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The role of the enterprise intrusion prevention system in APT defense

One research group says an enterprise IPS can't help detect APTs. But network security expert Brad Casey explains why that isn't necessarily true.

Researchers at the University of South Wales recently demonstrated that intrusion prevention systems (IPSes) do a poor job of detecting attacks that utilize advanced evasion techniques. What was your reaction to their research? How should enterprises sniff out such attacks if they can't rely on IPSes?

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After reading the research conducted by the University of South Wales, I must admit that I am unimpressed. According to the executive summary, the tests conducted against some of the more mainstream IPSs involved exploiting known vulnerabilities for which patches, updates or other mitigations currently exist, and, to be frank, I fail to see how this relates to the advanced evasion techniques that currently exist. If you run an exploit against an unpatched system, all you're really proving is that the system is unpatched.

With regard to how enterprise networks should respond to potential advanced persistent threats (APTs), often times attacks consist of dividing malicious code over the course of several packets. An IPS is typically configured to examine each packet individually, therefore each packet carrying the divided code is considered benign in and of itself. Yet when the totality of the malicious code successfully traverses the IPS, it reconstructs itself, and, depending on the sophistication of the host-based malware detection system in place, proceeds to execute. That said, in many cases the next step in an APT-style attack may involve additional network activity that the IPS would detect, particularly data exfiltration, so the IPS still serves an important function in the "cyber kill chain."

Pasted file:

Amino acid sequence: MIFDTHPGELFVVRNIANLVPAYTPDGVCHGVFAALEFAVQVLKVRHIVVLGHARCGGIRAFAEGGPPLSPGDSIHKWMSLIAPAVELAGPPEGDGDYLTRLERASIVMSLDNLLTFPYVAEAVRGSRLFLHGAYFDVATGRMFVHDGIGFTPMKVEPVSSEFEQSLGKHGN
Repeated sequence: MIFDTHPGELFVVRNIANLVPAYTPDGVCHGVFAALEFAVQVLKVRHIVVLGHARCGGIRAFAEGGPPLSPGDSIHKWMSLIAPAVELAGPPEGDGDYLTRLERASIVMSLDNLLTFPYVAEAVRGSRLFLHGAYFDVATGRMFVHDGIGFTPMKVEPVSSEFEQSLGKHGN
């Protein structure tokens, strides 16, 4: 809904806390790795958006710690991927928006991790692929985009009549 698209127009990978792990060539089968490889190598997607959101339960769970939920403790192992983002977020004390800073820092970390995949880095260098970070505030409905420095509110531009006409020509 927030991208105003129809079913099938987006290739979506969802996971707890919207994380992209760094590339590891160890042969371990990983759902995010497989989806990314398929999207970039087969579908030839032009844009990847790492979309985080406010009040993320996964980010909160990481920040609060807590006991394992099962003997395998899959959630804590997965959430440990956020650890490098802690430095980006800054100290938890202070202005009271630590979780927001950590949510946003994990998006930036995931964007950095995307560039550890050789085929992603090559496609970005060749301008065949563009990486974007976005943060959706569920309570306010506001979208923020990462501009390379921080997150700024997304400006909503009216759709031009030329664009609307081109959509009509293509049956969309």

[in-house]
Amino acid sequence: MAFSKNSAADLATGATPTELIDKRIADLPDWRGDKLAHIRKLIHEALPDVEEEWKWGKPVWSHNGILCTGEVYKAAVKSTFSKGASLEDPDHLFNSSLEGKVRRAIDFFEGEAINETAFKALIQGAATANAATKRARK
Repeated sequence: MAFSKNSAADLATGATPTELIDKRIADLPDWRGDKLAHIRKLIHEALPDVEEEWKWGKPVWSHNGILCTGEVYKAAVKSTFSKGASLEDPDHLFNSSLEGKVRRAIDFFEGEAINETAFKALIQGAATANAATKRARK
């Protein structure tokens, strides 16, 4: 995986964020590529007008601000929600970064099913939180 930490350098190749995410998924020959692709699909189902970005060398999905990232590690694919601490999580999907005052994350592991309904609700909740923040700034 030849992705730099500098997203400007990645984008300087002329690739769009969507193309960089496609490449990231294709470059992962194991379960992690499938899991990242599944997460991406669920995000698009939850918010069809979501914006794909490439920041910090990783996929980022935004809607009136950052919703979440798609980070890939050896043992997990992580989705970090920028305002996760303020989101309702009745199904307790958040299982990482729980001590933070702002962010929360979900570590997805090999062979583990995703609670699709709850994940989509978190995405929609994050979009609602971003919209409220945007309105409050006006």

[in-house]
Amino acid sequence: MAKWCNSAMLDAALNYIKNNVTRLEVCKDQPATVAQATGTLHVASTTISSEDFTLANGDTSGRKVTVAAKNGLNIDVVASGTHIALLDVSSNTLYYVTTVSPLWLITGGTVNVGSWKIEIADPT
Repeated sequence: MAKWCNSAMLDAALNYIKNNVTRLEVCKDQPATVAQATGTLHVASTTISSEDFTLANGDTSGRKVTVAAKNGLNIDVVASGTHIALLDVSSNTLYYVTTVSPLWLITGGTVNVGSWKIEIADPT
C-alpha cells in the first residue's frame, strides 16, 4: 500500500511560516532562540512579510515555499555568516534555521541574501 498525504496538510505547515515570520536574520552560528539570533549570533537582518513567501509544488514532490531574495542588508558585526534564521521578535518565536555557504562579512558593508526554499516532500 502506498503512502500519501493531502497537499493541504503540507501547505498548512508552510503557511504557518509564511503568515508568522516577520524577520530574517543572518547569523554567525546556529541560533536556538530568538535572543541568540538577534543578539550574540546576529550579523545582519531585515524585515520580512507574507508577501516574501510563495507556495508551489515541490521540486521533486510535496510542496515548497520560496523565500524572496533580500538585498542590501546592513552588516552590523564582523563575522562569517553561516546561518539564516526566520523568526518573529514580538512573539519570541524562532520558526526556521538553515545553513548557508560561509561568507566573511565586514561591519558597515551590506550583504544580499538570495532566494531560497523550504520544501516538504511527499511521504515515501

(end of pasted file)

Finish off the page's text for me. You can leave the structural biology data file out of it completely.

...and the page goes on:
For now, the best APT mitigation strategy centers on host-based defenses. This is primarily because, in the case of APTs, the malicious code is not understood until it is reconstructed. Therefore, any host-based malware detection system must be configured to not allow any new application to execute until it has been properly vetted by the malware detection system. Fortunately, most existing antivirus applications on the market operate this way.

This was first published in October 2013

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